|Author:||Jacobs, J. L. ; Ward, G. N. ; Kearney, G.|
|Book Group Author:||NA|
The effect of different irrigation strategies on turnip forage crop growth rates, dry matter (DM) yield, water use efficiency (WUE), changes in soil volumetric water content, nutritive characteristics and mineral content was determined on different soil types at different sites (site 1 and 2) over 2 years. Treatments were: (A) a dryland control; (B) fully watered to soil field capacity each week; (C) 75% of full watering; (D) 50% of full watering; (E) 25% of full watering; (F) a single watering to soil field capacity or to a maximum of 50 mm between weeks 0-6; (G) a single watering between weeks 6-8; (H) a single watering between weeks 8-10; and (I) a single watering between weeks 10-12 after sowing. In addition, each irrigation treatment received either 0 or 50 kg N/ha applied 5 weeks after sowing. Responses to applied irrigation water were different at each site and also within one year. At site 1, responses to irrigation were adversely affected by insect damage and delayed sowing, particularly in year 1. However, there were significant increases in DM yield to weekly irrigation regimes in both years, with responses greater in year 2, and responses in both years were greater where nitrogen was applied. At site 2, there were significant responses to weekly irrigation regimes in year 1 with DM yields from fully irrigated plots almost double that of the dryland treatment. In year 2, DM yields from all treatments were similar and it is proposed that lower summer temperatures may have contributed to the improved DM yield observed with the dryland treatment. In both years, at site 2, there were generally higher DM yields with nitrogen application irrespective of irrigation regime. Turnip metabolisable energy values were consistently above 11.5 and 13 MJ/kg DM for leaves and roots respectively, with crude protein contents for leaves ranging from 11 to 20% and 13 to 24% and roots from 6 to 14% and 9 to 17% at sites 1 and 2, respectively. Water use efficiencies varied according to irrigation treatment with higher efficiencies observed at site 2 in both years. In year 1 and 2, total WUE at site 1 varied from 5 to 11 kg DM/ha.mm while at site 2 the range was 20-48 kg DM/ha.mm with higher values being observed in year 2. As with DM yields it is likely that the observed higher WUE in year 2 was due to lower summer temperatures. At site 2, the dryland treatments produced the highest efficiencies in both years. In contrast, WUE from applied irrigation water ranged from 0 to 35 kg DM/ha.mm at site 1 and from 0 to 23 kg DM/ha.mm at site 2. This study suggests that there is potential to economically irrigate turnips to provide additional DM of high nutritional value for lactating dairy cows, however, issues such as sowing dates, soil type, and insect damage will also influence final yields. In particular, summer temperatures influence both dryland growth potential and growth responses to irrigation. Also single irrigations during the growing period will not significantly increase DM yields over a crop grown under dryland conditions.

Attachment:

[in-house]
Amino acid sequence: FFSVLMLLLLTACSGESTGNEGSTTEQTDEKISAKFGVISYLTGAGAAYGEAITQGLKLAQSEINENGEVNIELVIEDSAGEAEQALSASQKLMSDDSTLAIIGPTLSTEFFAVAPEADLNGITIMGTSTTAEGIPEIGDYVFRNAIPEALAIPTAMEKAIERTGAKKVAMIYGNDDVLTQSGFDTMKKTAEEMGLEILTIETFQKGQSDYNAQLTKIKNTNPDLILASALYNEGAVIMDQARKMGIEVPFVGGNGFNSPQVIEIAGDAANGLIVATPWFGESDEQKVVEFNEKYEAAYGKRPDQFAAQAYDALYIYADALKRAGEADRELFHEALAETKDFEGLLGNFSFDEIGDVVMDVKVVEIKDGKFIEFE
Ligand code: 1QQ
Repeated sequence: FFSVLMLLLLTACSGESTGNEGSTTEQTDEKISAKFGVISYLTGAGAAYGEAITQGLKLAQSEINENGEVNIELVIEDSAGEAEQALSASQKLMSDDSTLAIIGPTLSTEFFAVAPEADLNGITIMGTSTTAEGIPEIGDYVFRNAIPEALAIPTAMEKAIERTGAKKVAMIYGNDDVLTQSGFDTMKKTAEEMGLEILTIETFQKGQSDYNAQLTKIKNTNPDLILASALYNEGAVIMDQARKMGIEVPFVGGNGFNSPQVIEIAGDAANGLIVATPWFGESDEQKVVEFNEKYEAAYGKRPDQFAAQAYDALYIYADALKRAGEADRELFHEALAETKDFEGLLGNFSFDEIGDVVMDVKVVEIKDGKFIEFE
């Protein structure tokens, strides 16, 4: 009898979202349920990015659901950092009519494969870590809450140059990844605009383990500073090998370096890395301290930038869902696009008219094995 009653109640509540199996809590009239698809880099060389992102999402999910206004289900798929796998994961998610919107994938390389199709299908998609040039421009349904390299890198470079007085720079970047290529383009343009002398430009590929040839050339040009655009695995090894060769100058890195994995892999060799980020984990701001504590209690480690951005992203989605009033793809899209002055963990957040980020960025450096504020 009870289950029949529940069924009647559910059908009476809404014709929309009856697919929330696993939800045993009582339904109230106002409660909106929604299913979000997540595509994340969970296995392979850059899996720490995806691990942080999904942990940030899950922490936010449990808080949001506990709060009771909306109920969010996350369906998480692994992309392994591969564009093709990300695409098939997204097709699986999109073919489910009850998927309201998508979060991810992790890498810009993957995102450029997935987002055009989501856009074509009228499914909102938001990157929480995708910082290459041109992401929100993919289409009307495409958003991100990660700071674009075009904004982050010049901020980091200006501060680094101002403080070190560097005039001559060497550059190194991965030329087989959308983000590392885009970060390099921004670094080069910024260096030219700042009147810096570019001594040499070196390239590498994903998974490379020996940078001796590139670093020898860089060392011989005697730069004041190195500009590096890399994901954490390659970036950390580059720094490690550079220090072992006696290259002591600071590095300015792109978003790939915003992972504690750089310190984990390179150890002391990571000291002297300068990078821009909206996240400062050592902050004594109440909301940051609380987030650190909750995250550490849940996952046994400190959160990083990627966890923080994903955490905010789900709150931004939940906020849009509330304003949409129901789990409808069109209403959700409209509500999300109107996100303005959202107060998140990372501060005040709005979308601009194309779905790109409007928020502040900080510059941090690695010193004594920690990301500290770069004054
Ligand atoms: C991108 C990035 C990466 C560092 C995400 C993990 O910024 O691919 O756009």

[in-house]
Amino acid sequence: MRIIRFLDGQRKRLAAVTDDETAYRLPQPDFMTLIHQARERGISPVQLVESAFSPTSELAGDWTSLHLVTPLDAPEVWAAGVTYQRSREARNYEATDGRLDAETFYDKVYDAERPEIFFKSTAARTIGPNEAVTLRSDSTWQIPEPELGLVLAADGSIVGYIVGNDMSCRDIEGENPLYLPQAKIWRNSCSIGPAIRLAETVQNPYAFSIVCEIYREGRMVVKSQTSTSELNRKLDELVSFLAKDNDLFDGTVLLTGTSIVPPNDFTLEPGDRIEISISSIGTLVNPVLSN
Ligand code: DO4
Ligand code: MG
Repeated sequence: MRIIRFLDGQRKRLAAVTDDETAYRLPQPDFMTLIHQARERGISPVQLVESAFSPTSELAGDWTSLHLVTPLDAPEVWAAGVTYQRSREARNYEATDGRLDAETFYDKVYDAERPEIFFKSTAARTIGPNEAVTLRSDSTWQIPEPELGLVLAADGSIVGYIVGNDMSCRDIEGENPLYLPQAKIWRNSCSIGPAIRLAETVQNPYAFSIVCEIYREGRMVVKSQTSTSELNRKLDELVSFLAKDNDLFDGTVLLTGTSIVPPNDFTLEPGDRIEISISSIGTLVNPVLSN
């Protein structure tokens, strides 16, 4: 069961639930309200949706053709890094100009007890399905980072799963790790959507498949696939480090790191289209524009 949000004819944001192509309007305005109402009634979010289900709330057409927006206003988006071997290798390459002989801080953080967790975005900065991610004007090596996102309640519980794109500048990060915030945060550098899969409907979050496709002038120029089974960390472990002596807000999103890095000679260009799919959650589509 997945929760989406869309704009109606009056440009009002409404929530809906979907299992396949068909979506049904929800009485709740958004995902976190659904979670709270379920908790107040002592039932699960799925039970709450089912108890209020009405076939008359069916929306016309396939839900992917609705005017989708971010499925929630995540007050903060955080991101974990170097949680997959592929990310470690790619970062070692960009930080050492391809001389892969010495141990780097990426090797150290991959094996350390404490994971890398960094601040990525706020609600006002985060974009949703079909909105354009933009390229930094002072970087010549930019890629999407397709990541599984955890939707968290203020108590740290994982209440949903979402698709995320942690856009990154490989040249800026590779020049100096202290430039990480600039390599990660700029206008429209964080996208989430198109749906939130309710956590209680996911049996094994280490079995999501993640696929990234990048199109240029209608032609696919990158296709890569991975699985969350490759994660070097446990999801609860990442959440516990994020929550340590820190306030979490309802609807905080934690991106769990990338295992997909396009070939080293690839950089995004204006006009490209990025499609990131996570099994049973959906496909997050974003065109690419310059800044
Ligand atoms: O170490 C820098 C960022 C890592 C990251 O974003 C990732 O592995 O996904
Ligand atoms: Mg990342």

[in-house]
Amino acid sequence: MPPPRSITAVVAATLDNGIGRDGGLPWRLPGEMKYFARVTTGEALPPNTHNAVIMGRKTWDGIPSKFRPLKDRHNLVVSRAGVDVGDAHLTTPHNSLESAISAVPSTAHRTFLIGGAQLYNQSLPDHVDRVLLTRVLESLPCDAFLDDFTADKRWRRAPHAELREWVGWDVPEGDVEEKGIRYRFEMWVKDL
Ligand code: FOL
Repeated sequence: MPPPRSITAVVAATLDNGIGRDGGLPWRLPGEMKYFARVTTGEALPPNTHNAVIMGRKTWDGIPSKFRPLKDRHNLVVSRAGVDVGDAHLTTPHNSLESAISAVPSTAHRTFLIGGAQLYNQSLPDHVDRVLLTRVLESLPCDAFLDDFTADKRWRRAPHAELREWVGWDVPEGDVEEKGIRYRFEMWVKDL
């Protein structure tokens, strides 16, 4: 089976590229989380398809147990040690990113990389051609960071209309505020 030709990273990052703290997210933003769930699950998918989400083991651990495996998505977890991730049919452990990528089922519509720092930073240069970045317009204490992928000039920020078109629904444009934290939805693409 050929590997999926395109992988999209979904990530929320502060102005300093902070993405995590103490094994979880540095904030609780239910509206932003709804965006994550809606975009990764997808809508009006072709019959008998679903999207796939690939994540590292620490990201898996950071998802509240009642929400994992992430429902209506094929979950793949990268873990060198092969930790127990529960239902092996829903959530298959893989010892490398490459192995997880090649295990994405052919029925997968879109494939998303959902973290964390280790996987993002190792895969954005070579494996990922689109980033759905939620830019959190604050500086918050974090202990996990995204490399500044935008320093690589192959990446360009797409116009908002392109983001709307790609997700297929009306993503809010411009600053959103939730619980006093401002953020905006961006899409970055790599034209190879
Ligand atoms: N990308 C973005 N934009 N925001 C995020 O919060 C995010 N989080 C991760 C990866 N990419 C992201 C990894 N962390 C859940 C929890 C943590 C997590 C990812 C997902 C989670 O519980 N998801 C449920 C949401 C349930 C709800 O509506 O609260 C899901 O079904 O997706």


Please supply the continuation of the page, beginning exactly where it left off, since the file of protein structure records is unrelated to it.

|Pages:||13 - 26|
|Journal:||Australian Journal of Experimental Agriculture|
arid lands, biomass production, clay loam soils, crop yield,dry farming, dry matter, growth, growth rate, insect pests, irrigatedconditions, irrigation, mineral content, nitrogen fertilizers, nutrientcontent, pastures, plant nutrition, plant pests, plant water relations,sandy loam soils, soil types, soil water content, soil water regimes,sowing, sowing date, temperature, turnips, water use efficiency,Australia, Victoria, Brassica campestris var. rapa, insects, Brassicacampestris, Brassica, Brassicaceae, Capparidales, dicotyledons,angiosperms, Spermatophyta, plants, eukaryotes, Hexapoda, arthropods,invertebrates, animals, Australasia, Oceania, Developed Countries,Commonwealth of Nations, OECD Countries, Australia, Capparales, drylandfarming, grazing lands, seed sowing, watering, Forage and Fodder Crops(FF007) (New March 2000), Plant Physiology and Biochemistry (FF060),Plant Nutrition (FF061), Plant Water Relations (FF062), Plant Production(FF100), Plant Pests (FF620) (New